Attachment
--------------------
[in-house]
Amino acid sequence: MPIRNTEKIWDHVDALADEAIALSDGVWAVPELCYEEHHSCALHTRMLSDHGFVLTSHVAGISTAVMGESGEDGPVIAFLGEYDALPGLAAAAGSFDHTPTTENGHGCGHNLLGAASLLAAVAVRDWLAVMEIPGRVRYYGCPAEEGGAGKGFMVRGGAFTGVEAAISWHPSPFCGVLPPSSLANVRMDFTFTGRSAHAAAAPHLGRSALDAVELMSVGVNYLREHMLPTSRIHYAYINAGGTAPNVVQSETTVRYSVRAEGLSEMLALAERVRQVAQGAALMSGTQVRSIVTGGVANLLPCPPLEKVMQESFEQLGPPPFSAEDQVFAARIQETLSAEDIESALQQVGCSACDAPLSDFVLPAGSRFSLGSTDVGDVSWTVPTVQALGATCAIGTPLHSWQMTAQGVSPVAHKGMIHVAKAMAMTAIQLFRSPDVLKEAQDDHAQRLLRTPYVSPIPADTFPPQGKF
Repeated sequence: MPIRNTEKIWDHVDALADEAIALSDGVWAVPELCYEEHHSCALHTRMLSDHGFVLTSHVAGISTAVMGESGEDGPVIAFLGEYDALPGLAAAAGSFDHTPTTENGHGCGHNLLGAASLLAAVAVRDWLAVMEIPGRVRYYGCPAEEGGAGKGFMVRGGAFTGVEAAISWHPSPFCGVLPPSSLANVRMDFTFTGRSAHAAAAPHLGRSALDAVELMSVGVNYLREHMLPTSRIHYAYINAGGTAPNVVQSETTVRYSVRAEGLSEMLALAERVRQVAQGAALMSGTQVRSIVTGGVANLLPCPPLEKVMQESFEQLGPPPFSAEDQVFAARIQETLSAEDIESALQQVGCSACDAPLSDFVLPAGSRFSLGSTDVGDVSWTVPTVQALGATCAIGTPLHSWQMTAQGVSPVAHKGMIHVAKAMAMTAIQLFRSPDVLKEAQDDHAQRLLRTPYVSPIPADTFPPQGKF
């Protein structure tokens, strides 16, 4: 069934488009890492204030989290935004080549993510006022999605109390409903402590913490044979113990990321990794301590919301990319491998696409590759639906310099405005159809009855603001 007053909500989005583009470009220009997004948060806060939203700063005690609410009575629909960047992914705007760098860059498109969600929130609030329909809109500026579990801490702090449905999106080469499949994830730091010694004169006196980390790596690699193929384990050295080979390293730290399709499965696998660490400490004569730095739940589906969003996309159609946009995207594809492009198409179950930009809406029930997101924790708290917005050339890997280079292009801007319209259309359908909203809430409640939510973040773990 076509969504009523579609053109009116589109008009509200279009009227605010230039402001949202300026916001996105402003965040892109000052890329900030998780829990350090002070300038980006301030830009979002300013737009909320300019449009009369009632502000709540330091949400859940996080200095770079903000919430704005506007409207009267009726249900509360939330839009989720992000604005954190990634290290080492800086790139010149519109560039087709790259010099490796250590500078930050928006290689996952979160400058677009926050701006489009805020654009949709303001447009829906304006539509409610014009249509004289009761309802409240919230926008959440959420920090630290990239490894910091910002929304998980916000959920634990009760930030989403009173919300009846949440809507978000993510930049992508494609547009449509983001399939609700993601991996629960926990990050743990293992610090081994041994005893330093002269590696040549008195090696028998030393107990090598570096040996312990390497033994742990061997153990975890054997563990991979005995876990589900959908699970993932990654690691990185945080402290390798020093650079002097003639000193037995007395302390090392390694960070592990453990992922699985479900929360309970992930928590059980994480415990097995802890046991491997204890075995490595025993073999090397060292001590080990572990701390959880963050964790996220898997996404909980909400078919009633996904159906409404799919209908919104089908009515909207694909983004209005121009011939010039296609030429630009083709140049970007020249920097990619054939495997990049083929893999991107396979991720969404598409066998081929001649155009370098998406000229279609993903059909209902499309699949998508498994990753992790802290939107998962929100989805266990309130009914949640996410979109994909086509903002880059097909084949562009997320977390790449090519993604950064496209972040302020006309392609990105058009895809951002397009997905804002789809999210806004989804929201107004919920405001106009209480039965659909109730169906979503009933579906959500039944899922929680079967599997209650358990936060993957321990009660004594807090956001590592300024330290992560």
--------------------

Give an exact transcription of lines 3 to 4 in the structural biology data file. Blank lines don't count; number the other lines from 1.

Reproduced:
Repeated sequence: MPIRNTEKIWDHVDALADEAIALSDGVWAVPELCYEEHHSCALHTRMLSDHGFVLTSHVAGISTAVMGESGEDGPVIAFLGEYDALPGLAAAAGSFDHTPTTENGHGCGHNLLGAASLLAAVAVRDWLAVMEIPGRVRYYGCPAEEGGAGKGFMVRGGAFTGVEAAISWHPSPFCGVLPPSSLANVRMDFTFTGRSAHAAAAPHLGRSALDAVELMSVGVNYLREHMLPTSRIHYAYINAGGTAPNVVQSETTVRYSVRAEGLSEMLALAERVRQVAQGAALMSGTQVRSIVTGGVANLLPCPPLEKVMQESFEQLGPPPFSAEDQVFAARIQETLSAEDIESALQQVGCSACDAPLSDFVLPAGSRFSLGSTDVGDVSWTVPTVQALGATCAIGTPLHSWQMTAQGVSPVAHKGMIHVAKAMAMTAIQLFRSPDVLKEAQDDHAQRLLRTPYVSPIPADTFPPQGKF
């Protein structure tokens, strides 16, 4: 069934488009890492204030989290935004080549993510006022999605109390409903402590913490044979113990990321990794301590919301990319491998696409590759639906310099405005159809009855603001 007053909500989005583009470009220009997004948060806060939203700063005690609410009575629909960047992914705007760098860059498109969600929130609030329909809109500026579990801490702090449905999106080469499949994830730091010694004169006196980390790596690699193929384990050295080979390293730290399709499965696998660490400490004569730095739940589906969003996309159609946009995207594809492009198409179950930009809406029930997101924790708290917005050339890997280079292009801007319209259309359908909203809430409640939510973040773990 076509969504009523579609053109009116589109008009509200279009009227605010230039402001949202300026916001996105402003965040892109000052890329900030998780829990350090002070300038980006301030830009979002300013737009909320300019449009009369009632502000709540330091949400859940996080200095770079903000919430704005506007409207009267009726249900509360939330839009989720992000604005954190990634290290080492800086790139010149519109560039087709790259010099490796250590500078930050928006290689996952979160400058677009926050701006489009805020654009949709303001447009829906304006539509409610014009249509004289009761309802409240919230926008959440959420920090630290990239490894910091910002929304998980916000959920634990009760930030989403009173919300009846949440809507978000993510930049992508494609547009449509983001399939609700993601991996629960926990990050743990293992610090081994041994005893330093002269590696040549008195090696028998030393107990090598570096040996312990390497033994742990061997153990975890054997563990991979005995876990589900959908699970993932990654690691990185945080402290390798020093650079002097003639000193037995007395302390090392390694960070592990453990992922699985479900929360309970992930928590059980994480415990097995802890046991491997204890075995490595025993073999090397060292001590080990572990701390959880963050964790996220898997996404909980909400078919009633996904159906409404799919209908919104089908009515909207694909983004209005121009011939010039296609030429630009083709140049970007020249920097990619054939495997990049083929893999991107396979991720969404598409066998081929001649155009370098998406000229279609993903059909209902499309699949998508498994990753992790802290939107998962929100989805266990309130009914949640996410979109994909086509903002880059097909084949562009997320977390790449090519993604950064496209972040302020006309392609990105058009895809951002397009997905804002789809999210806004989804929201107004919920405001106009209480039965659909109730169906979503009933579906959500039944899922929680079967599997209650358990936060993957321990009660004594807090956001590592300024330290992560």